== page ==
The rights to a trademark in South Africa are granted to the person or company that first uses it in the territory. Although registration is not mandatory, in practice it is highly recommended in order to demonstrate clear ownership, prevent future conflicts regarding ownership of the trademark and in order to defend against cases of trademark infringement.

The trademark applications must be filed with the Department of Trade and Industry Companies and Intellectual Property Commission (CIPC).

1. The Applicant

First and foremost, the applicant is expected to send or hand in a duly completed trademark application form (TM1) at the CIPC. This form will include the contact details of your business, a graphic illustration of the mark, a description of the goods and services and/or class (es) for which your business wishes to obtain trade mark registration.

Also note that you are expected to file a separate trade mark application for each international class of goods or services for which you would like to use your trade mark. An application fee of R590.00 is payable for every class in respect of which an application is lodged.

2. Formal Examination

On receipt of an application, the CIPC will examine the application to ensure that it complies with the administrative requirements or formalities (i.e. whether the application fee has been paid and the application form is properly filled in). If all administrative requirements have been met, the application will be allocated an application date and an official application number.

3. Substantive Examination

At this point, the trade mark application is then examined to determine whether it complies with the substantive requirements of a mark. This would include whether the mark meets the legal requirements for a mark and whether the trade mark is in conflict with an existing mark on the register in the relevant class (es).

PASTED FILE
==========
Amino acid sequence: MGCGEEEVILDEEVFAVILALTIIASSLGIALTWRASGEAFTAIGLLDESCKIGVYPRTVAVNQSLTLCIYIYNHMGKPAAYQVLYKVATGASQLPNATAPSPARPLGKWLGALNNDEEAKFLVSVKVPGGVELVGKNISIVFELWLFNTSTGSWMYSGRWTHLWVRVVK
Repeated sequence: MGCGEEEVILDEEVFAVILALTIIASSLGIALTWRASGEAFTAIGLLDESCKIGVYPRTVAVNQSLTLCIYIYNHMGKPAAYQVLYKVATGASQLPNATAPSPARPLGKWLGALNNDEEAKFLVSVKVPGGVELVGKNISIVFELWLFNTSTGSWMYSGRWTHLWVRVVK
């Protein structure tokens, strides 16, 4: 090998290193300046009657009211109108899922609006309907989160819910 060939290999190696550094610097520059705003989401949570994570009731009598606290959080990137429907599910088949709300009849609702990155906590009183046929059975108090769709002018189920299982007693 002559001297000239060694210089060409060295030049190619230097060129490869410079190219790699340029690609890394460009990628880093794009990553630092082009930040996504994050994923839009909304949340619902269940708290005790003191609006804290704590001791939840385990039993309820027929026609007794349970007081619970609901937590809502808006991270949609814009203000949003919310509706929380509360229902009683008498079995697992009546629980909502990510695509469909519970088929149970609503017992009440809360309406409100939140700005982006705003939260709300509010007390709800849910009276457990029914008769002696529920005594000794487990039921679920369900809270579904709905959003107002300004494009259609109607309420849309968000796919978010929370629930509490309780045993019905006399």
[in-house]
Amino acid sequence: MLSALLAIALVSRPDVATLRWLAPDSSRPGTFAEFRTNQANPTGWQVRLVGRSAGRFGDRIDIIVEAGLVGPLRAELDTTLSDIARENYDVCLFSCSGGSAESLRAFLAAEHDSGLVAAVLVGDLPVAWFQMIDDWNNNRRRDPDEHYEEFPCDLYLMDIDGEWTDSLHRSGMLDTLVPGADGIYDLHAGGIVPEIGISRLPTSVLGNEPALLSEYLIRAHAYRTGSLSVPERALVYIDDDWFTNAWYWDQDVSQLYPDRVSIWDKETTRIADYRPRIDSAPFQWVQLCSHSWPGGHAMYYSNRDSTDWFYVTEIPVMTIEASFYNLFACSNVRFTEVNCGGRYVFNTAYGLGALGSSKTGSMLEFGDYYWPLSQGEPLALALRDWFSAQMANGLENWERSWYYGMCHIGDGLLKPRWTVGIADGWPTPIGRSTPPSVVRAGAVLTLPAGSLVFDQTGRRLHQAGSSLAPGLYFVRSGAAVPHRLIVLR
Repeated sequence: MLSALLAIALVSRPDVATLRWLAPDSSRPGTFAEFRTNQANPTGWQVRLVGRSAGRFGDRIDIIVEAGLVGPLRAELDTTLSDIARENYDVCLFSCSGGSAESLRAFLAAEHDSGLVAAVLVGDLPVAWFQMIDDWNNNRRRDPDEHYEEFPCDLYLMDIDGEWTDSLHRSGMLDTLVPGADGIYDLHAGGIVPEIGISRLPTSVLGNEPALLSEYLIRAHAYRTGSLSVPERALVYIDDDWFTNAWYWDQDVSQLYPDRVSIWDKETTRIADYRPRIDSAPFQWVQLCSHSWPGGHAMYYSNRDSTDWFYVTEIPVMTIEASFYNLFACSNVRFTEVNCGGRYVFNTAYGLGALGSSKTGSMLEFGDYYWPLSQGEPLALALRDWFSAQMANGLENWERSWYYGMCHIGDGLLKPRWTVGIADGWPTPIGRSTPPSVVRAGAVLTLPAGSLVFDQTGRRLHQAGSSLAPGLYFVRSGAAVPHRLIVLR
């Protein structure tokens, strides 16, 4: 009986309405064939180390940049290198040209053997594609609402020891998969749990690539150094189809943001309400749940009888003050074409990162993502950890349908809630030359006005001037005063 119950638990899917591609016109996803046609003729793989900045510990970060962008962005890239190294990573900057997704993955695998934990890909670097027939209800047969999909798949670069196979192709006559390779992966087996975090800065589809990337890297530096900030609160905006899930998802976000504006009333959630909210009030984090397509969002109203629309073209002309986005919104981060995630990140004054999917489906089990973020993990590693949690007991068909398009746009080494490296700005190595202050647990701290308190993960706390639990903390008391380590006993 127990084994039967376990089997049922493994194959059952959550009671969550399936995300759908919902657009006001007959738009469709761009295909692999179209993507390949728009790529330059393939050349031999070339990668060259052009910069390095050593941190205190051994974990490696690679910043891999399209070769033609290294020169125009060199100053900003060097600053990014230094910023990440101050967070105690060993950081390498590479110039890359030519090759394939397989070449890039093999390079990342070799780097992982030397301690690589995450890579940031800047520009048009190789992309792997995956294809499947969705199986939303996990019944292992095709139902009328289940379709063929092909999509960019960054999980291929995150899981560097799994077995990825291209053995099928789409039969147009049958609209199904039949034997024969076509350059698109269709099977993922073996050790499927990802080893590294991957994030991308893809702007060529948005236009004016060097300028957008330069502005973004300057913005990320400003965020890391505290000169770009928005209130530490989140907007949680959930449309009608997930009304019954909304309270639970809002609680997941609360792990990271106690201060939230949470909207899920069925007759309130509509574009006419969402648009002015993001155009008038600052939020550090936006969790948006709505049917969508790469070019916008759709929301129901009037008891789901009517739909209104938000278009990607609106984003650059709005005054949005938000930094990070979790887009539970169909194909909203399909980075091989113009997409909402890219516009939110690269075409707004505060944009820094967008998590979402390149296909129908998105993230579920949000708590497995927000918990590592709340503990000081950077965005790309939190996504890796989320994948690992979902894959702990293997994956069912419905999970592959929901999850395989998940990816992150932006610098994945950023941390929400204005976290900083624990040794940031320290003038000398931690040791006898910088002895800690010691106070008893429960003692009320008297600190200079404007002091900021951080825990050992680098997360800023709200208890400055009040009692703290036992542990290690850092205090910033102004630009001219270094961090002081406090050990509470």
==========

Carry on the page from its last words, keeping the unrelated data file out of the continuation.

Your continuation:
4. Publication and Opposition

Once the examiner accepts the application, the trade mark is published in the Patent Journal. Third parties then have 3 months from date of publication to oppose its registration.

5. Registration

If no opposition is entered, the mark will proceed to registration. A registration certificate is issued which is valid for 10 years.

6. Renewal

The renewal date is determined from the date of application. A trade mark can be renewed indefinitely for subsequent periods of 10 years, upon payment of the prescribed renewal fees. To renew a trade mark, a TM5 form needs to be completed.

The registration may be cancelled entirely or for certain goods or services if the trade mark has not been used for a continuous period of 5 years. The trademark renewal can be requested as early as six (6) months before the expiration date. It can also be requested during the grace period of one (1) month after expiration, upon payment of a late renewal fee.

Conclusion

Before submitting an application for registering a trademark, you should ensure that a proper search has been carried out. This is done to make sure that the trademark you intend to use, or a similar one, is not already registered by another company. Note that you can either conduct a preliminary trademark search yourself or hire the services of an agent.

Either of you can do the search through the CIPC. A fee of R190 is charged for a preliminary trademark search. In order to request a preliminary search, a TM2 form needs to be completed. The CIPC does not currently offer a free online trade mark database, as is available in some countries. A list of trademark databases is available on WIPO’s website www. arbiter.wipo.int / trade mark/.

Joy Nwokoro